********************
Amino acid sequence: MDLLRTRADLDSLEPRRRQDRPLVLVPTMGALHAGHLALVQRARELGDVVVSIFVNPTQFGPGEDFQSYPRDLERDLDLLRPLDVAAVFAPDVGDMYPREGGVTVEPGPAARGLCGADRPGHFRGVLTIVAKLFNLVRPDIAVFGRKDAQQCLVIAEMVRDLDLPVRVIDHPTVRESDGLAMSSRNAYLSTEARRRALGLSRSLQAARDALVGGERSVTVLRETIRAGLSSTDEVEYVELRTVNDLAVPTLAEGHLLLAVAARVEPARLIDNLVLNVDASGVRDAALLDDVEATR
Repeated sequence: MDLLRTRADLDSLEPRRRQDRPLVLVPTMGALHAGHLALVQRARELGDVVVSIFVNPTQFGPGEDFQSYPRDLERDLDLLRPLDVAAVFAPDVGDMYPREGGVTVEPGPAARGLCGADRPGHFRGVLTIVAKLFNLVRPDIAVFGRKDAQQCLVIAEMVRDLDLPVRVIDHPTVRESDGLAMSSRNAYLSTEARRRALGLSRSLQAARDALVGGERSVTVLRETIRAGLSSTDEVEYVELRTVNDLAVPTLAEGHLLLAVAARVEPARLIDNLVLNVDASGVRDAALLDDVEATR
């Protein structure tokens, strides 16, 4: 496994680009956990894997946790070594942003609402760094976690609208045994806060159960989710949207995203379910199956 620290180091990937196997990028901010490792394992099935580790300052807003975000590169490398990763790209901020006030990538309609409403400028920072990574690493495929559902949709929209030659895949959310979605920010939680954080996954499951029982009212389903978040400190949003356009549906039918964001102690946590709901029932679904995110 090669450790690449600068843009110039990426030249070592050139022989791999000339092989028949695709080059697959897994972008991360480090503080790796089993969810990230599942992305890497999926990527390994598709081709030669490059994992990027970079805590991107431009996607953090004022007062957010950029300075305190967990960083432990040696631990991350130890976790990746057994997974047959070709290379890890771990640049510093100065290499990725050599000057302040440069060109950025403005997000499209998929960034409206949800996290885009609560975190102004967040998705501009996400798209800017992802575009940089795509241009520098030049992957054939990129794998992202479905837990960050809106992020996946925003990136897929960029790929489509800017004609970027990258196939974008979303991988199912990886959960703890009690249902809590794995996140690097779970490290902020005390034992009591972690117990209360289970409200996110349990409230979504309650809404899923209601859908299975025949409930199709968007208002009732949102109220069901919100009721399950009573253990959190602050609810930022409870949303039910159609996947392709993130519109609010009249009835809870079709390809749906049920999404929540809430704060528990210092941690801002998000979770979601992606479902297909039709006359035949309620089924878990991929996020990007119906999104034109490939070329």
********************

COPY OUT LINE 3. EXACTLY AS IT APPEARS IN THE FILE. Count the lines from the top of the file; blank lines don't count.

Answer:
């Protein structure tokens, strides 16, 4: 496994680009956990894997946790070594942003609402760094976690609208045994806060159960989710949207995203379910199956 620290180091990937196997990028901010490792394992099935580790300052807003975000590169490398990763790209901020006030990538309609409403400028920072990574690493495929559902949709929209030659895949959310979605920010939680954080996954499951029982009212389903978040400190949003356009549906039918964001102690946590709901029932679904995110 090669450790690449600068843009110039990426030249070592050139022989791999000339092989028949695709080059697959897994972008991360480090503080790796089993969810990230599942992305890497999926990527390994598709081709030669490059994992990027970079805590991107431009996607953090004022007062957010950029300075305190967990960083432990040696631990991350130890976790990746057994997974047959070709290379890890771990640049510093100065290499990725050599000057302040440069060109950025403005997000499209998929960034409206949800996290885009609560975190102004967040998705501009996400798209800017992802575009940089795509241009520098030049992957054939990129794998992202479905837990960050809106992020996946925003990136897929960029790929489509800017004609970027990258196939974008979303991988199912990886959960703890009690249902809590794995996140690097779970490290902020005390034992009591972690117990209360289970409200996110349990409230979504309650809404899923209601859908299975025949409930199709968007208002009732949102109220069901919100009721399950009573253990959190602050609810930022409870949303039910159609996947392709993130519109609010009249009835809870079709390809749906049920999404929540809430704060528990210092941690801002998000979770979601992606479902297909039709006359035949309620089924878990991929996020990007119906999104034109490939070329």